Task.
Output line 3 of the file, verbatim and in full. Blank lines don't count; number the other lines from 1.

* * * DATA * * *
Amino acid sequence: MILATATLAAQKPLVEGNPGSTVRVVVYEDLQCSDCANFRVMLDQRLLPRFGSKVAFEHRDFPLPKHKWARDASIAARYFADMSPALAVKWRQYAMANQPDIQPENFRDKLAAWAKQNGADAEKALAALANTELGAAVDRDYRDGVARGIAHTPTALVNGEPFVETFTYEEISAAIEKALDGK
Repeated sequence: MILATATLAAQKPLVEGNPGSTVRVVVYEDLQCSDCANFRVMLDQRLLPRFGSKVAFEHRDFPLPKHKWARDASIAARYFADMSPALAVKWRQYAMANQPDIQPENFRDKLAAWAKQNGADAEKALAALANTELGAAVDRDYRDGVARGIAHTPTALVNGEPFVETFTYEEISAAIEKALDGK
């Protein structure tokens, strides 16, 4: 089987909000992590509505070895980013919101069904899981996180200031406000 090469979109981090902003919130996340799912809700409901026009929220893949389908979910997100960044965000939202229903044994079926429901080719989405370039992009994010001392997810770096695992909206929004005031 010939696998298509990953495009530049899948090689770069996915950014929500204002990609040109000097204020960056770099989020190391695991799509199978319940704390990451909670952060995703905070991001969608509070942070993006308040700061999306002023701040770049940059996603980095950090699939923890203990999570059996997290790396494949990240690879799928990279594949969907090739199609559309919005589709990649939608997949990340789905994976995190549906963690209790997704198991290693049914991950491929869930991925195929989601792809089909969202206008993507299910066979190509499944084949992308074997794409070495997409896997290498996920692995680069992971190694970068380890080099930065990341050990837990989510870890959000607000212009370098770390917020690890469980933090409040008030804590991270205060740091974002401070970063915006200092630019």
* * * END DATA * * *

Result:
């Protein structure tokens, strides 16, 4: 089987909000992590509505070895980013919101069904899981996180200031406000 090469979109981090902003919130996340799912809700409901026009929220893949389908979910997100960044965000939202229903044994079926429901080719989405370039992009994010001392997810770096695992909206929004005031 010939696998298509990953495009530049899948090689770069996915950014929500204002990609040109000097204020960056770099989020190391695991799509199978319940704390990451909670952060995703905070991001969608509070942070993006308040700061999306002023701040770049940059996603980095950090699939923890203990999570059996997290790396494949990240690879799928990279594949969907090739199609559309919005589709990649939608997949990340789905994976995190549906963690209790997704198991290693049914991950491929869930991925195929989601792809089909969202206008993507299910066979190509499944084949992308074997794409070495997409896997290498996920692995680069992971190694970068380890080099930065990341050990837990989510870890959000607000212009370098770390917020690890469980933090409040008030804590991270205060740091974002401070970063915006200092630019």